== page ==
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Posts Tagged ‘Relative Advantage’

The Brick-Wood Paradox

22/05/2011 5 comments

When I first started letting people see some of the research I had done (by showing friends and posting here mainly), it was received with a lot of encouragement, and some follow-up questions, the most prominent of which I have dubbed the “Brick-Wood Paradox”. As quoted from a commenter:

Why [are] brick and wood so different in their value? They are used for the same things, they should be similar.

This is a tricky question. It’s a great observation – one that I missed in my first analysis. Brick and wood are used together in building roads and in building settlements, and neither are used for anything else. As demand for roads and/or settlements changes, the demands for brick and wood should change together, giving them the same “price” or value. At least, that is the intuitive comment made by many. My analysis holds to wildly different values for brick and wood. I believe that my analysis is not completely wrong (I’m not going to claim that it is the “God’s Word” of Settler’s strategy, though). These two facts led me to investigate this paradox.

@DevelopingCatan

The first observation (and most elementary – other people have made it since) is that the difference in value must¬†come from the difference in number of tiles. There is no difference between wood and brick in their use, so the difference in value must come from their only difference in the game. This scared me at first. If the problem is that there is a difference between number of tiles, did I not equalize the resources correctly, independent of how many tiles there were? If there was any disparity between them, wouldn’t supply/demand say that the lesser available one is worth more? Is my analysis of ore wrong (since it is the other resource with only 3 tiles)? I hope not (and I don’t think it is). Read more…

Understanding What To Settle

16/11/2010 11 comments

We know the difference between rolls, as we can look at the graph of the roll distribution. But what’s the difference between the 5 different resources? This is a lot harder to figure out, since we don’t have a nice graph charting what is most important. We can look at what we use the resources for, and the value of those things though. We know that there are only 4 different things to spend our resources on (or 5 if we’re playing Seafarers):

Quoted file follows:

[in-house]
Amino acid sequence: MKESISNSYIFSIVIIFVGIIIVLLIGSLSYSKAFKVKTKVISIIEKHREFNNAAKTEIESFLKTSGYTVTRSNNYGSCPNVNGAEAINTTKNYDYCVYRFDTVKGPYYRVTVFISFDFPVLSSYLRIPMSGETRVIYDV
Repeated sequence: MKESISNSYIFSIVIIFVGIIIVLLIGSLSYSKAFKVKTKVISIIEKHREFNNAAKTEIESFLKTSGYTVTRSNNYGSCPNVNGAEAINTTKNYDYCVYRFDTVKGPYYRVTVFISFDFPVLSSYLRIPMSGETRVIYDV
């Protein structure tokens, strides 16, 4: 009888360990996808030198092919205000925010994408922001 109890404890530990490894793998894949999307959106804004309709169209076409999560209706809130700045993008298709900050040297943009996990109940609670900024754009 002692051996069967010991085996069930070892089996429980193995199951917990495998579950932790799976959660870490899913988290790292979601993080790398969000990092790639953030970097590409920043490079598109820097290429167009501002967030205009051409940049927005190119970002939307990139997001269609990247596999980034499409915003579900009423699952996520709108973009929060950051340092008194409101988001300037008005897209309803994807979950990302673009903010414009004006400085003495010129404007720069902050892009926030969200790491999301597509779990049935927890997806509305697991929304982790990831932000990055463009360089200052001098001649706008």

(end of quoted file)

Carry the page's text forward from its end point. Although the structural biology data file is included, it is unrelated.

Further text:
• Roads (or Ships)
  • Settlements
  • Cities
  • Development Cards

Settlements: The most settlements that can possibly be built by a single player in Settlers is 5 – upgrading the original 2 settlements to cities and building 5 settlements gives 9 points, and no more settlements before a city us built, in which case 10 points is reached. Read more…

Armies and Roads (Or Maybe Not)

04/11/2010 2 comments

I’ve mentioned the longest road and largest army before on here, and undoubtedly anyone visiting this blog knows what they are – 2 points for owning the longest trading route of roads (and/or ships if we’re playing the Seafarers expansion) as well as 2 points for having the largest army of knights (from Development Cards). A couple of questions jump to mind:

  1. What is the main role of each of these outside of the 2 points they give?
  2. How useful are these two extra ways of gathering points?

The main role of road building is to develop settlements. The rules of Settlers state that two roads need to separate every connected settlement. Roads are necessary for any development past the original two settlements of each player. We can then say that roads are really the most fundamental way of expanding spatially (no roads are necessary to upgrade a settlement to a city). This is an inherit part of our overall strategy, as it is next to impossible to win with only the original settlement spaces (I suppose that one could do it by upgrading both to cities, obtaining the largest army, and purchasing their remaining 4 points in development cards, but that’s quite the challenge). Read more…

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